Potopová, V., Štěpánek, P., Možný, M., Türkott, L. & Soukup, J. Performance of the standardised precipitation evapotranspiration index at various lags for agricultural drought risk assessment in the Czech Republic. Agricultural and Forest Meteorology 202, 26–38 (2015).
Beguería, S., Vicente-Serrano, S. M., Reig, F. & Latorre, B. Standardized precipitation evapotranspiration index ( SPEI) revisited: Parameter fitting, evapotranspiration models, tools, datasets and drought monitoring. International Journal of Climatology 34, 3001–3023 (2014).
Hayes, M. J., Svoboda, Mark. D., Wiihite, D. A. & Vanyarkho, O. V. Monitoring the 1996 Drought Using the Standardized Precipitation Index. Bulletin of the American Meteorological Society 80, 429–438 (1999).
Chen, T., Xia, G., Liu, T., Chen, W. & Chi, D. Assessment of Drought Impact on Main Cereal Crops Using a Standardized Precipitation Evapotranspiration Index in Liaoning Province, China. Sustainability 8, 1069 (2016).
Starks, P. J. et al. Assessment of the Standardized Precipitation and Evaporation Index ( SPEI) as a Potential Management Tool for Grasslands. Agronomy 9, 235 (2019).
Bisht, D. S., Sridhar, V. R., Mishra, A., Chatterjee, C. & Raghuwanshi, N. S. Characterization of future drought conditions in India using Standardized Precipitation Evapotranspiration Index. AGU Fall Meeting Abstracts 51, (2018).
Beguería, S. & Vicente-Serrano, S. M. SPEI: Calculation of the Standardised Precipitation- Evapotranspiration Index. (2017).

Citation Information:

  • Title: The Standardized Precipitation Evapotranspiration Index (SPEI)
  • Edition: Version 2.5
  • Publication Date: 2017
  • Data Form: raster
  • Publisher: Spanish National Research Council
  • Online Host:
  • DANTE Citekey: Vicente-Serrano2009

Dataset Contact Information:

Sergio M. Vicente-Serrano, Instituto Pirenaico de Ecología, Zaragoza, Spain 
Santiago Beguería, Estación Experimental de Aula Dei, Zaragoza, Spain 
Juan I. López-Moreno, Instituto Pirenaico de Ecología, Zaragoza, Spain 

Use Constraints:

Open Databse License (ODbL) v1.0


Drought is a major cause of agricultural, economic and environmental damage. Drought effects are apparent after a long period with a shortage of precipitation, making it very difficult to determine their onset, extent and end. Thus, it is hard to objectively quantify the characteristics of drought episodes in terms of their intensity, magnitude, duration and spatial extent. Much effort has been devoted to developing techniques for drought analysis and monitoring. Among these, the definition of quantitative indices is the most widespread approach, but subjectivity in the definition of drought has made it very difficult to establish a unique and universal drought index. Most studies related to drought analysis and monitoring systems have been conducted using either i) the Palmer Drought Severity Index (PDSI), based on a soil water balance equation, or ii) the Standardised Precipitation Index (SPI), based on a precipitation probabilistic approach.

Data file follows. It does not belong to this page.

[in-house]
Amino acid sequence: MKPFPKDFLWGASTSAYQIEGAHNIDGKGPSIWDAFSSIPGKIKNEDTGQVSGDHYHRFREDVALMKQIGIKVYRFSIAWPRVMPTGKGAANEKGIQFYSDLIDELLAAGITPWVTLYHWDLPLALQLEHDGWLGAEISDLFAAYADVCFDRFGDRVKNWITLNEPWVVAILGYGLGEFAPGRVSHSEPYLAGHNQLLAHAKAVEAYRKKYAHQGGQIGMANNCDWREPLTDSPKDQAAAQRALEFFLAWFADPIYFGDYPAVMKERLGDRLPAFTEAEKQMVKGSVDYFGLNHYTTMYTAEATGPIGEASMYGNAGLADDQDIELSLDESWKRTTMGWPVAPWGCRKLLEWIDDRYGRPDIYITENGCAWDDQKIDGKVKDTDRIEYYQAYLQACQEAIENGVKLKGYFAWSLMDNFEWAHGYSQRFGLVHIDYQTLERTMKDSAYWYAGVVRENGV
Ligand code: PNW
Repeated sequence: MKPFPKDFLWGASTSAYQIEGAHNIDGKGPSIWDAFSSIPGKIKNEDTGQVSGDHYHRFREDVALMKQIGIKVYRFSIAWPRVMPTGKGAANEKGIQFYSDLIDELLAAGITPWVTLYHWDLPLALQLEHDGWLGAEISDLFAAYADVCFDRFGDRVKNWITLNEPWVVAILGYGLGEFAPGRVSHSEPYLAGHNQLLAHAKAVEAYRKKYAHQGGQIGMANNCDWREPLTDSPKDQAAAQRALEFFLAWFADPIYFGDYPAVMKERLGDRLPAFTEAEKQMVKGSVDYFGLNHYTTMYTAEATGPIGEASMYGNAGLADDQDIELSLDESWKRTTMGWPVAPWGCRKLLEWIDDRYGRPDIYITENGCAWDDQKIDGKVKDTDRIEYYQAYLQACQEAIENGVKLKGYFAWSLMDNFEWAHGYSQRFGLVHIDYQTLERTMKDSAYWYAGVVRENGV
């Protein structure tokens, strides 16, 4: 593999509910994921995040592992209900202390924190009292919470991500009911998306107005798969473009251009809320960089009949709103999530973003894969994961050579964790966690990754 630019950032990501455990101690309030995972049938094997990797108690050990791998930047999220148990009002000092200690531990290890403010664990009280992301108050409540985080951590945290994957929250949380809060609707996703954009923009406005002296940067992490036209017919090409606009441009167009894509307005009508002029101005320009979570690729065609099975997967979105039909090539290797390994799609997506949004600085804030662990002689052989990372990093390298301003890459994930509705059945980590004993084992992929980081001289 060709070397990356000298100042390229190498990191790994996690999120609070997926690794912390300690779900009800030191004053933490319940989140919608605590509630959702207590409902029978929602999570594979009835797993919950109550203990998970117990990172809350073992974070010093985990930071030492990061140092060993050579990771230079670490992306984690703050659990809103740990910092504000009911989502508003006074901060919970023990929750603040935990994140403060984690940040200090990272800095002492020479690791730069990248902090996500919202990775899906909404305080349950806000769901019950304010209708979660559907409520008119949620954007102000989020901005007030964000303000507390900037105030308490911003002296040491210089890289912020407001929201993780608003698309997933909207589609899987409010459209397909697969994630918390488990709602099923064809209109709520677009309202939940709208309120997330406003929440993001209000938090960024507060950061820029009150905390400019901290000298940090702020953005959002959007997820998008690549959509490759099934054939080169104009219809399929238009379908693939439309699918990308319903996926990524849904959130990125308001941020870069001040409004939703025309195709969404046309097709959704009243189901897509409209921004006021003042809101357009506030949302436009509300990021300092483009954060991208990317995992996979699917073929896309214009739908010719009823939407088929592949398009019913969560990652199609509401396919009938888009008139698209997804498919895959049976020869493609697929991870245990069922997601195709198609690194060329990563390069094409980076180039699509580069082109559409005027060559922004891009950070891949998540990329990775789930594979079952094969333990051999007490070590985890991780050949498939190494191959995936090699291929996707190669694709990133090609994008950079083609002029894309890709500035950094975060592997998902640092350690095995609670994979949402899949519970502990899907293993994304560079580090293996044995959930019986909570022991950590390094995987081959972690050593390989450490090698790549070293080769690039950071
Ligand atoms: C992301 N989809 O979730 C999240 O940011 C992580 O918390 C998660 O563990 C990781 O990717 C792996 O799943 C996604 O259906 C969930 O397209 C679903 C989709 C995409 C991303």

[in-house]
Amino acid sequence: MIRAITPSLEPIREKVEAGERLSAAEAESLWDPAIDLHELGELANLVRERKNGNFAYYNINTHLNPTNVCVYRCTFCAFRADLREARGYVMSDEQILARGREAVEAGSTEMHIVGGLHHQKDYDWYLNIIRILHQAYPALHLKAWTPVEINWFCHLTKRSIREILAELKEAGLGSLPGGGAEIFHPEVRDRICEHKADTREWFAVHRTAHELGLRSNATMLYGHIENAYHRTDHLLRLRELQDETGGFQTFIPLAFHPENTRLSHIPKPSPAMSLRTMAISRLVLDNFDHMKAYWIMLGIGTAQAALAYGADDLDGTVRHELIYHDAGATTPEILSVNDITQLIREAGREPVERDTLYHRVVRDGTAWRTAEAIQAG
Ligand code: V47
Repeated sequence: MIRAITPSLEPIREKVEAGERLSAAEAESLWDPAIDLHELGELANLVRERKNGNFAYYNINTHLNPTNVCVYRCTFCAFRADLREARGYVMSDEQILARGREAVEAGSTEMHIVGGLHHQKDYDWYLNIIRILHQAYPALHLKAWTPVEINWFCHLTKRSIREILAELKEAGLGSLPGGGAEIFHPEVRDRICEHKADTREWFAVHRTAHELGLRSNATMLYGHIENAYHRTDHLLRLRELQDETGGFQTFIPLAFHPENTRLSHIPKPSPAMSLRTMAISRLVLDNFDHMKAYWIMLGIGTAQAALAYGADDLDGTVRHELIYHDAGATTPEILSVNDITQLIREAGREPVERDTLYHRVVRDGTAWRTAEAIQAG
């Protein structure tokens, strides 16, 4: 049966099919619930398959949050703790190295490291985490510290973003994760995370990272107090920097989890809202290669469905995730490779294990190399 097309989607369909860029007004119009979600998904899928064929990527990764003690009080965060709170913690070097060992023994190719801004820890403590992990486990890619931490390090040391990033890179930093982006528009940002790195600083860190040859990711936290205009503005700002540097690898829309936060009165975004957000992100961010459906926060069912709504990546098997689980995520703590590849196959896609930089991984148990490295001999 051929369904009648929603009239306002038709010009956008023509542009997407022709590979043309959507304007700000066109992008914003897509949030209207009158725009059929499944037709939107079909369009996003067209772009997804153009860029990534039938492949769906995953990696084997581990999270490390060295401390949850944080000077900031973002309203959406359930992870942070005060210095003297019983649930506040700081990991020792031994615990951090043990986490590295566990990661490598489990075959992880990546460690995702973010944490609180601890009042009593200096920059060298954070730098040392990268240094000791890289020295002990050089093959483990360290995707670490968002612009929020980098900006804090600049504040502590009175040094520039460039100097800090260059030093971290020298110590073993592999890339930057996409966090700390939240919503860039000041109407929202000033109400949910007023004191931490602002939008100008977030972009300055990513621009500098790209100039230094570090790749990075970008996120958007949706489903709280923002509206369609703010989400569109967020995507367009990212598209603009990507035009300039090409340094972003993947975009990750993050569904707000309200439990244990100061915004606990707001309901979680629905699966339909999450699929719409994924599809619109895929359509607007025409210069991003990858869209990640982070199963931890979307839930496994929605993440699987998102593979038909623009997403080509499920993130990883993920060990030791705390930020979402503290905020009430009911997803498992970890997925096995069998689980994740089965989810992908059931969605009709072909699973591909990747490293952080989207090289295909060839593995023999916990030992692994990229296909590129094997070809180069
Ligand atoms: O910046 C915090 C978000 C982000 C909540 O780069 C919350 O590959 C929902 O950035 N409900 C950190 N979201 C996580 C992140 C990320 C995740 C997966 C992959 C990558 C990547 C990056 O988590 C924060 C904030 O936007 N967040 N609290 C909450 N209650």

Additional Metadata

Spatial Information:

Bounding Coordinates:

  • West Bounding Coordinate: -179.75
  • East Bounding Coordinate: 179.75
  • North Bounding Coordinate: 89.75
  • South Bounding Coordinate: -89.75

Spatial Reference Information:

  • Coordinate System: Longitude / Latitude
  • Resolution: 0.5
  • Units: decimal degrees
  • Geodetic Model: WGS84

Time Period Information:

  • Beginning Date: 1901
  • Ending Date: 2015
  • Resolution: monthly

Add new comment

Plain text

  • Allowed HTML tags: <a href hreflang> <em> <strong> <cite> <blockquote cite> <code> <ul type> <ol start type> <li> <dl> <dt> <dd>